Repertoire includes carols arranged by John Rutter, other carols and Corelli’s Christmas Concerto:
Quittez, Pasteurs – arr. John Rutter
Shepherds’ Noel – arr. John Rutter
The Infant King – arr. John Rutter
Stille Nacht (Silent Night) – arr. John Rutter
O Come, O Come Immanuel – arr. John Rutter
Sans Day Carol – arr. John Rutter
Past Three A Clock – arr. John Rutter
Come, O Precious Ransom – Mark Shepperd
The Coventry Carol – Almon C. Bock II
Lux Aurumque – Eric Whitacre
Virga Jesse Floruit – Anton Bruckner
O Magnum Mysterium – Morten Lauridsen
‘Christmas Concerto’ Grosso – Arcangelo Corelli
Selections from Twelve Christmas Carols – John Rutter (b. 1945)
“Rutter has become the musical equivalent of Dickens, synonymous with the season.” So wrote Stephen Moss in The Guardian when interviewing John Rutter at Christmas in 2000, celebrating an association that began when Rutter was still a student at Clare College, Cambridge. His composition professor, none other than Sir David Willcocks, sent Rutter’s “Shepherd’s Pipe Carol” to Oxford University Press for publication and invited him to collaborate on the four volume Carols for Choirs, thus introducing singers everywhere to Rutter’s marvelous carol settings. Rutter composed the Twelve Carol Settings in 1969 for the Clare College Singers and Orchestra. Their colorful orchestrations add humor and charm to traditional carols from England, France, Austria, and the Catalan. Particularly delightful are the echoes of Tyrolean horns in the Austrian carol, Silent Night and the sounding of the Westminster chimes in the carol of the English night watchmen, Past Three A Clock. When asked to account for the continuing popularity of this Christmas music, Rutter replied “I love Christmas. It’s the child in me…I still feel just in those few magic days a year, that we have the world as it might be.”
Come, O Precious Ransom – Mark Shepperd
The hymn Come, O Precious Ransom first appeared in a hymnal published in 1690 by Johann Olearius in Halle, Germany. Based on Matthew 21:5-9, the text has remained a favorite Advent hymn for over three centuries. In this new arrangement, Mark Shepperd rearranged the familiar text to heighten its drama, placing the fanfare “Hail! Hosanna! David’s Son!” at the center, and ending with the prayer for Christ to enter the believer’s waiting heart. Shepperd serves as Minister of Music at Woodbury Lutheran Church in Woodbury, Minnesota.
Coventry Carol – Almon C. Bock II
This carol comes from “The Pageant of the Shearmen and the Tailors,” a 16th century Coventry Play telling the sad story from Matthew 2:16-18 of King Herod’s Massacre of the Innocents. Attracted to the sturdiness of old English carols and the beauty of their language, Almon Bock created a gentle melody in a major key for the lullaby text, using the traditional minor melody only for the stanza lamenting Herod’s terrible decree.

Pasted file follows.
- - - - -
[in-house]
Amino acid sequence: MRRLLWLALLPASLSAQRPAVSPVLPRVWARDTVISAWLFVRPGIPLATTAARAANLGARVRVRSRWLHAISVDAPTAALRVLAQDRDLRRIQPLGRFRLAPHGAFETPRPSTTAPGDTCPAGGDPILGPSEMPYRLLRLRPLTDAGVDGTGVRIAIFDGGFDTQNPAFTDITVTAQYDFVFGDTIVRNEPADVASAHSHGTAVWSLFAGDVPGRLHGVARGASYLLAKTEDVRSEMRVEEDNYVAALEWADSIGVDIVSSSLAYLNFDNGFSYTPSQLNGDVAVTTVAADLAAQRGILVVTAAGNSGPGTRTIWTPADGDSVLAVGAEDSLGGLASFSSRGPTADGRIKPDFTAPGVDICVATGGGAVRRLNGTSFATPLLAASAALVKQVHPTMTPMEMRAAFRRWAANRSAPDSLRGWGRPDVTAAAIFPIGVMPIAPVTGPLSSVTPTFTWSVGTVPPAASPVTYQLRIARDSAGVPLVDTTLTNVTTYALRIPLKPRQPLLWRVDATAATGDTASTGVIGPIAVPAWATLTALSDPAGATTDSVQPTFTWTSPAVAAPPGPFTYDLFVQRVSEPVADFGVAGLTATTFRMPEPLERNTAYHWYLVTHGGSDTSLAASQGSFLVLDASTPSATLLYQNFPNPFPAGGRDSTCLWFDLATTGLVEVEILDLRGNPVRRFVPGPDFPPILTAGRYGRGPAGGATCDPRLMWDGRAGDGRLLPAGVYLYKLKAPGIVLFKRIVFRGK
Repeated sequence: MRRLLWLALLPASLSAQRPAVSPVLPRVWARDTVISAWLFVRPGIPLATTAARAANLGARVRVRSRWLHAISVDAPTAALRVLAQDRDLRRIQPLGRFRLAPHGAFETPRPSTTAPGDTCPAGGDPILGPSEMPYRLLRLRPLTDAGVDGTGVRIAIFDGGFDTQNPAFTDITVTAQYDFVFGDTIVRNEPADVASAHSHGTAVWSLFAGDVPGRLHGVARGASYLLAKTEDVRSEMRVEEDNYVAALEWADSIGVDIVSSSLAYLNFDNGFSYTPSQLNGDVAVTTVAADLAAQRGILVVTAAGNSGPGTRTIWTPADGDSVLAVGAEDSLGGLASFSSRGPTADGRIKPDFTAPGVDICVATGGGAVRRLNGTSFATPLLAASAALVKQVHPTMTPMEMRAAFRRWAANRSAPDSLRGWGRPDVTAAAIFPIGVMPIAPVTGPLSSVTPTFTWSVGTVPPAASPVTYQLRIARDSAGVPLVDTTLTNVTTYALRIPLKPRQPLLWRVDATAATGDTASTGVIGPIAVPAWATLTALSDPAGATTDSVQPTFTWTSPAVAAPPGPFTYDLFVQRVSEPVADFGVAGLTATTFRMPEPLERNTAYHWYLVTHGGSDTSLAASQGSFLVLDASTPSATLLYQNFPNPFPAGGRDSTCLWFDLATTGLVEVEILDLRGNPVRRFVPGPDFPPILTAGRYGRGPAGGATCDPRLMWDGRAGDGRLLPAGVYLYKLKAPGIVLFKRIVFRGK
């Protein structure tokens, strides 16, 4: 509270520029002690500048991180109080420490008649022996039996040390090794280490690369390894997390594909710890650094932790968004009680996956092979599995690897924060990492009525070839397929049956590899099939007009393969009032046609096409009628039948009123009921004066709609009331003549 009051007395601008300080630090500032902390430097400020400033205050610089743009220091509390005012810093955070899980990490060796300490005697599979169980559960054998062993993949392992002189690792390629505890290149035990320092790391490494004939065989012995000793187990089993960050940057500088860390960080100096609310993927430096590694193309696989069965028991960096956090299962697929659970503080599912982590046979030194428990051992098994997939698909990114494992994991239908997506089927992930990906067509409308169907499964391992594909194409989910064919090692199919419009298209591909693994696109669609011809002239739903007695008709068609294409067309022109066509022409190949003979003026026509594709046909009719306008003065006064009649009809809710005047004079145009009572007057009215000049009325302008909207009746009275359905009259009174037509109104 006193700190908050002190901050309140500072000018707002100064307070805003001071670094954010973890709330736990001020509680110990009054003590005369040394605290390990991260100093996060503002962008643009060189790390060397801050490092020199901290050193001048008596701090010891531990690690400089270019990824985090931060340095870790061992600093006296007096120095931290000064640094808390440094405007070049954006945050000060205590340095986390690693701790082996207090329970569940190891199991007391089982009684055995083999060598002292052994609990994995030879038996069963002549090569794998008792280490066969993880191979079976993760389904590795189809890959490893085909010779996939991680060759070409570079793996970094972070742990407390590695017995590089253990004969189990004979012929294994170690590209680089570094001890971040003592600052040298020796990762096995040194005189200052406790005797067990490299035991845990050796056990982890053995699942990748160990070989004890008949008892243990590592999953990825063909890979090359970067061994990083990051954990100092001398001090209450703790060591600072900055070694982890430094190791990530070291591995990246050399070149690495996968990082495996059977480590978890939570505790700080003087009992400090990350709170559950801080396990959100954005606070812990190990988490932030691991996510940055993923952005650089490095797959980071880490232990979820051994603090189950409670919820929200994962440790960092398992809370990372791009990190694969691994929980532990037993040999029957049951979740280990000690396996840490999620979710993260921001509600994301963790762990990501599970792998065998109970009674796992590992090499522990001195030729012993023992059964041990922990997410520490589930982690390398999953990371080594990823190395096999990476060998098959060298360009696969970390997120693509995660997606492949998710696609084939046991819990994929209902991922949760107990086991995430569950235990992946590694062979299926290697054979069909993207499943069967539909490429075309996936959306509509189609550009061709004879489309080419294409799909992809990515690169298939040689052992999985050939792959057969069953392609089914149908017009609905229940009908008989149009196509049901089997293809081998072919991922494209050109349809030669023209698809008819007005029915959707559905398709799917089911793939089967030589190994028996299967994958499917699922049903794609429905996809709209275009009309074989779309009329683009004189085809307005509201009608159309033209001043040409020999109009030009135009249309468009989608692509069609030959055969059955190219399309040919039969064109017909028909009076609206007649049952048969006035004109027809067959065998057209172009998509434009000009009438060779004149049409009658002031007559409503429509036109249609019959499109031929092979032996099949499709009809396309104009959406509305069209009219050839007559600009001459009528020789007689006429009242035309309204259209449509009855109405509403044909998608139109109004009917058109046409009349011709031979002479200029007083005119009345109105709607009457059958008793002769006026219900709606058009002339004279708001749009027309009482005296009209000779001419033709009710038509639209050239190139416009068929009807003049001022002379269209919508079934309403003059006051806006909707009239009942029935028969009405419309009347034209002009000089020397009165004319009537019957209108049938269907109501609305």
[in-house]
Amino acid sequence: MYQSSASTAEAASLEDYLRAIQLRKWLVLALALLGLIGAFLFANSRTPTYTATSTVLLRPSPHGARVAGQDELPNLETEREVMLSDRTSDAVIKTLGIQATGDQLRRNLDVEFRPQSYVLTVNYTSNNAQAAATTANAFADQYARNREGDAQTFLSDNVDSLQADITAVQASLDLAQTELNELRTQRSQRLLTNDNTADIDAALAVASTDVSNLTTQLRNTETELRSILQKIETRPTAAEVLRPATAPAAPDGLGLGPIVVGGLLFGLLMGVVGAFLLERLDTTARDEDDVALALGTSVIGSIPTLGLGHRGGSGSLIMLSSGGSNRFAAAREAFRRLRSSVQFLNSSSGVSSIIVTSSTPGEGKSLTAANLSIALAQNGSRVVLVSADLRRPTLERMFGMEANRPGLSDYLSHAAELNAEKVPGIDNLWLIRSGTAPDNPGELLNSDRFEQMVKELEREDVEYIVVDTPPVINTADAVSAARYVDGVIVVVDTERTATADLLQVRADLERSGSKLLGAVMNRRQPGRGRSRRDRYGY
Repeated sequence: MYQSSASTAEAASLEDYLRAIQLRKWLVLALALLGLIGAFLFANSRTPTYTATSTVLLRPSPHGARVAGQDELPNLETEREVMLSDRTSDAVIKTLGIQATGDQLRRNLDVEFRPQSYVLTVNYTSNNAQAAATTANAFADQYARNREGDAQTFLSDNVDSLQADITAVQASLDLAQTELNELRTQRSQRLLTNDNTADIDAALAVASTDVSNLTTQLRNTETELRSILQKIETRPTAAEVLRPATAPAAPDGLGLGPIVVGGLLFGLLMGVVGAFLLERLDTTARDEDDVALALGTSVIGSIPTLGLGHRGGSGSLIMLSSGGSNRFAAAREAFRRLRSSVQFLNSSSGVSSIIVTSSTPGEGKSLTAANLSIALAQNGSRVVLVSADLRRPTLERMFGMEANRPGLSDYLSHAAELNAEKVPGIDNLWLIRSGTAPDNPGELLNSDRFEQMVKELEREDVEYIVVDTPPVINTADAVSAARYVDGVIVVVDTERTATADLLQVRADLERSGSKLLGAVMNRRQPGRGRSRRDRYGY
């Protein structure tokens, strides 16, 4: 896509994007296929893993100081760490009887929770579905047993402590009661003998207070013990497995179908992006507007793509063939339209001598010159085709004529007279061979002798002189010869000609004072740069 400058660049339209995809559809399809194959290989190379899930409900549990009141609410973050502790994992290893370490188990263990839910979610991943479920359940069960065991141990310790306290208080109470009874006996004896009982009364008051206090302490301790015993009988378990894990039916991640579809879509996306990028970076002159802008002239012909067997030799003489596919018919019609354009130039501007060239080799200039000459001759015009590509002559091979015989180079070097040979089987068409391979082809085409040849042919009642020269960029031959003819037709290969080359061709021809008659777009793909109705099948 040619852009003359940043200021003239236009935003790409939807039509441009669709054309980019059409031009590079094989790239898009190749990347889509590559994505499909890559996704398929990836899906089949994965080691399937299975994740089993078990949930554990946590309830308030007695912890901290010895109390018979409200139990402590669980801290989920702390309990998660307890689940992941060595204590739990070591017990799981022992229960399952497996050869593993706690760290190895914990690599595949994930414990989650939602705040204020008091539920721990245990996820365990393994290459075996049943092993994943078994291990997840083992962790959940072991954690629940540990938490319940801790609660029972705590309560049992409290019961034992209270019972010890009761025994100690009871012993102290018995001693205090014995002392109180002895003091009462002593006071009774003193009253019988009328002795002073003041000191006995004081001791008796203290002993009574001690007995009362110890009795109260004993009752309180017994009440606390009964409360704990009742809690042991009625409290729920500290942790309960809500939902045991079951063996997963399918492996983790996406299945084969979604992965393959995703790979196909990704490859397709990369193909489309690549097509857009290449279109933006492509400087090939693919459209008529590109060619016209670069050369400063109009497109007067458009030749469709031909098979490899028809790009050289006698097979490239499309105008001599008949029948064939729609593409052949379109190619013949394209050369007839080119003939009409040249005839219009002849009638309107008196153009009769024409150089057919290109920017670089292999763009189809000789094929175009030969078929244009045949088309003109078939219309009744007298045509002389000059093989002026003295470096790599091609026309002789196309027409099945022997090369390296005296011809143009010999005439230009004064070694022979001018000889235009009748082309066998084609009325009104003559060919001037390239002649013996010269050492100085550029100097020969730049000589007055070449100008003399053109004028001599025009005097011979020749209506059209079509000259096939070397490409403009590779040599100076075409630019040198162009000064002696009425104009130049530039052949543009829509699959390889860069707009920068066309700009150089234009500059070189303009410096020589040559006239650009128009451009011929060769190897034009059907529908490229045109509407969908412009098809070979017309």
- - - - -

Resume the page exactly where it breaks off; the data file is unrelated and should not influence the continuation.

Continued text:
Lux Aurumque – Eric Whitacre (b. 1970)
For Lux Aurumque, Eric Whitacre turned to an English poem by Edward Esch, saying he was “immediately struck by its genuine, elegant simplicity.” He asked Charles Anthony Silvestri, an American poet, to translate the poem into Latin. Whitacre set this unusual blend of contemporary poetry and ancient language in an A Cappella motet of harmonies that are both modern and mystical, writing in his Note from the Composer that “if the tight harmonies are carefully tuned and balanced they will shimmer and glow.”
Virga Jesse – Anton Bruckner (1824-1896)
Anton Bruckner subscribed to the Cecilian Movement in choral music, which attempted to restore Gregorian chant and Renaissance polyphony to Austrian sacred music. Bruckner dedicated this 1885 motet on Psalm 37 to Ignatz Traumihler, founder of the Cecilian Movement. The text is the appointed gradual for the Feast of the Annunciation, March 25, celebrating Gabriel’s announcement to Mary that she would be the mother of the Savior.
O Magnum Mysterium – Morten Lauridsen (b. 1943)
The distinctive serenity and mystical beauty of Lauridsen’s choral music have made him the most-performed American choral composer in the world today. He composed O Magnum Mysterium in 1994 for the Los Angeles Master Chorale. Lauridsen described this motet as “a quiet song of profound inner joy,” celebrating God’s grace to the meek and lowly in allowing them to be the first witnesses of the Savior’s birth.
Christmas Concerto – Arcangelo Corelli (1653-1713)
In 17th century Italy, a charming tradition arose where the rural shepherds would travel into nearby towns on Christmas Eve to play their pipes in front of the village Nativity scenes. Arcangelo Corelli incorporated this tradition into his Concerto Grosso in G Minor, evoking the shepherd’s pipes in the closing movement, which he subtitled fatto per la notte di Natale,” composed for the night of Christmas.” Officially published as No. 8 in Corelli’s Twelve Concerti Grossi, Op. 6, the work is known and loved today simply as Corelli’s Christmas Concerto.
Program Notes – Yvonne Grover